Schiaparelli is Gone. Smashed on the surface of Mars

Article written: 21 Oct , 2016
Updated: 21 Oct , 2016
by
Mars Reconnaissance Orbiter view of Schiaparelli landing site before and after the lander arrived. The images have a resolution of 6 meters per pixel and shows two new features on the surface when compared to an image from the same camera taken in May this year. The black dot appears to be the lander impact site and the smaller white dot below the paw-shaped cluster of craters, the parachute. Credit: NASA

Mars Reconnaissance Orbiter view of Schiaparelli landing site before and after the lander arrived. The images have a resolution of 6 meters per pixel and shows two new features on the surface when compared to an image from the same camera taken in May this year. The black dot appears to be the lander impact site and the smaller white dot below the paw-shaped cluster of craters, the parachute. Credit: NASA

Instead of a controlled descent to the surface using its thrusters, ESA’s Schiaparelli lander hit the ground hard and may very well have exploded on impact.  NASA’s Mars Reconnaissance Orbiter then-and-now photos of the landing site have identified new markings on the surface of the Red Planet that are believed connected to the ill-fated lander.

Schiaparelli entered the martian atmosphere at 10:42 a.m. EDT (14:42 GMT) on October 19 and began a 6-minute descent to the surface, but contact was lost shortly before expected touchdown seconds after the parachute and back cover were discarded. One day later, the Mars Reconnaissance Orbiter took photos of the expected touchdown site as part of a planned imaging run.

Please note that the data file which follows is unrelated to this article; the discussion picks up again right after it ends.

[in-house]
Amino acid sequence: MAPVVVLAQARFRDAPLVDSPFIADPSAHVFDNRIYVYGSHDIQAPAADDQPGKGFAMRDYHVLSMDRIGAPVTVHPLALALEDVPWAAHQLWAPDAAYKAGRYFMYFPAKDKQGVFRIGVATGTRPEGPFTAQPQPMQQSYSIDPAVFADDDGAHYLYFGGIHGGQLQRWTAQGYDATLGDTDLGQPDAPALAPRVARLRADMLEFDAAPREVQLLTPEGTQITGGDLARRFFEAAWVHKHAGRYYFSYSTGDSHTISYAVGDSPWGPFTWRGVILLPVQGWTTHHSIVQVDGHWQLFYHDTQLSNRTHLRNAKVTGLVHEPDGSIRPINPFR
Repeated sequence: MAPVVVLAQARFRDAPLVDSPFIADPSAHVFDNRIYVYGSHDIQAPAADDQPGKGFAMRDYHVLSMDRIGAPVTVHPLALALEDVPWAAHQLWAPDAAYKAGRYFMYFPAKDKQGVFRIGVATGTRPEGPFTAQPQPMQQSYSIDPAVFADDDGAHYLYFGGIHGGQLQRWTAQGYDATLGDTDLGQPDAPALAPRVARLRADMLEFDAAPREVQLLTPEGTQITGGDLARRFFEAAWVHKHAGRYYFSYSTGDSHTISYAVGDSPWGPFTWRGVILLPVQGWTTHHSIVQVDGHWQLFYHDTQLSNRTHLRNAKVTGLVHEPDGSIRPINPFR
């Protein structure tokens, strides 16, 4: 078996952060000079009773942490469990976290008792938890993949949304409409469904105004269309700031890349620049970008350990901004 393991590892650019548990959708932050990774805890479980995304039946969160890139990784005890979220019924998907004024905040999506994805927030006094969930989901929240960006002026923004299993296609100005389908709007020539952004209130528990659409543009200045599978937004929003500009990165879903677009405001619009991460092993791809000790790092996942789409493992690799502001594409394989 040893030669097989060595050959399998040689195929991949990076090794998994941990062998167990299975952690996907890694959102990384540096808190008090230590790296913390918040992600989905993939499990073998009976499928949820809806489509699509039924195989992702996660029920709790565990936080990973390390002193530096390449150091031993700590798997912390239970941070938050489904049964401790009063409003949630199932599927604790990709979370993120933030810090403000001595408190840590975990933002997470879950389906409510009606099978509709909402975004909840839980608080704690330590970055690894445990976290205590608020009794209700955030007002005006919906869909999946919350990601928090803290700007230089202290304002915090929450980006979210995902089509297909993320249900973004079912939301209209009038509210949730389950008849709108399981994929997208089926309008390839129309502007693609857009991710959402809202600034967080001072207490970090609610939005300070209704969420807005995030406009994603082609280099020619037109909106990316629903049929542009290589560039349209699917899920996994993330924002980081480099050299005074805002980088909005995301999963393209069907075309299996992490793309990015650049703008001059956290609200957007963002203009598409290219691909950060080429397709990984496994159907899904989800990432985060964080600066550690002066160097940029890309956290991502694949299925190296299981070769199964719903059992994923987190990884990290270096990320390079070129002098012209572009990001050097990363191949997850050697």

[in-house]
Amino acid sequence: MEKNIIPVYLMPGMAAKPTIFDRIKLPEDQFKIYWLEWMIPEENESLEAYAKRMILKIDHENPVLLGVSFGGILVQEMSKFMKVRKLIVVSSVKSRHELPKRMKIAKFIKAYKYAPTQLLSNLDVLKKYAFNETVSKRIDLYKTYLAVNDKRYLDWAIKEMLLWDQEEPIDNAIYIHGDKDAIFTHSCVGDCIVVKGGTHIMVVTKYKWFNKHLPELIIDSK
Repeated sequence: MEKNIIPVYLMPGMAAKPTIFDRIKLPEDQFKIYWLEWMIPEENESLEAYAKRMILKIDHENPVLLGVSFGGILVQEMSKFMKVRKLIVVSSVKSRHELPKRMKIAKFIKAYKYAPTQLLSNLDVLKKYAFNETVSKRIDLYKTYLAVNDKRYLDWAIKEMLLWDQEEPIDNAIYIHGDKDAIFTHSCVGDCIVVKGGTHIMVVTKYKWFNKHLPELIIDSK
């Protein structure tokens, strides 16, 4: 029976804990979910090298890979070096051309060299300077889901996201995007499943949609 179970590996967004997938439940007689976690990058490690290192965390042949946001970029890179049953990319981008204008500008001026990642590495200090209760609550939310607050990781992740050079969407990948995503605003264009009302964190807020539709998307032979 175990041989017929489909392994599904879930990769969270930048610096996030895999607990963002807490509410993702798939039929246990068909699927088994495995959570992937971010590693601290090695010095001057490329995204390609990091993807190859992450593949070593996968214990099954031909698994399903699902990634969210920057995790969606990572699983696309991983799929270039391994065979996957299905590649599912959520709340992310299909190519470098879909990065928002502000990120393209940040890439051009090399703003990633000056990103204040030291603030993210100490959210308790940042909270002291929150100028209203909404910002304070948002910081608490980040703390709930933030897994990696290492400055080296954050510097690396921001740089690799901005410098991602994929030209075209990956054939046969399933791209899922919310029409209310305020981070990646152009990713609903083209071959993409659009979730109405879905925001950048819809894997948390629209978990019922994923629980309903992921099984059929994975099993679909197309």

The landing site is shown within the Schiaparelli landing ellipse (top) along with before and after images below. Copyright Main image: NASA/JPL-Caltech/MSSS, Arizona State University; inserts: NASA/JPL-Caltech/MSSS

The landing site is shown within the Schiaparelli landing ellipse (top) along with before and after images below. Copyright Main image: NASA/JPL-Caltech/MSSS, Arizona State University; inserts: NASA/JPL-Caltech/MSSS

One of the features is bright and can be associated with the 39-foot-wide (12-meter) diameter parachute used in the second stage of Schiaparelli’s descent. The parachute and the associated back shield were released from Schiaparelli prior to the final phase, during which its nine thrusters should have slowed it to a standstill just above the surface.

The other new feature is a fuzzy dark patch or crater roughly 50 x 130 feet (15 x 40 meters) across and about 0.6 miles (1 km) north of the parachute. It’s believed to be the impact crater created by the Schiaparelli module following a much longer free fall than planned after the thrusters were switched off prematurely.

Artist's concept of Schiaparelli deploying its parachute. The parachute may also have played a role in the crash. It may have deployed too soon, causing the thrusters to fire up too soon and run out of fuel. Or the thrusters may have simply cut out after firing. Credit: ESA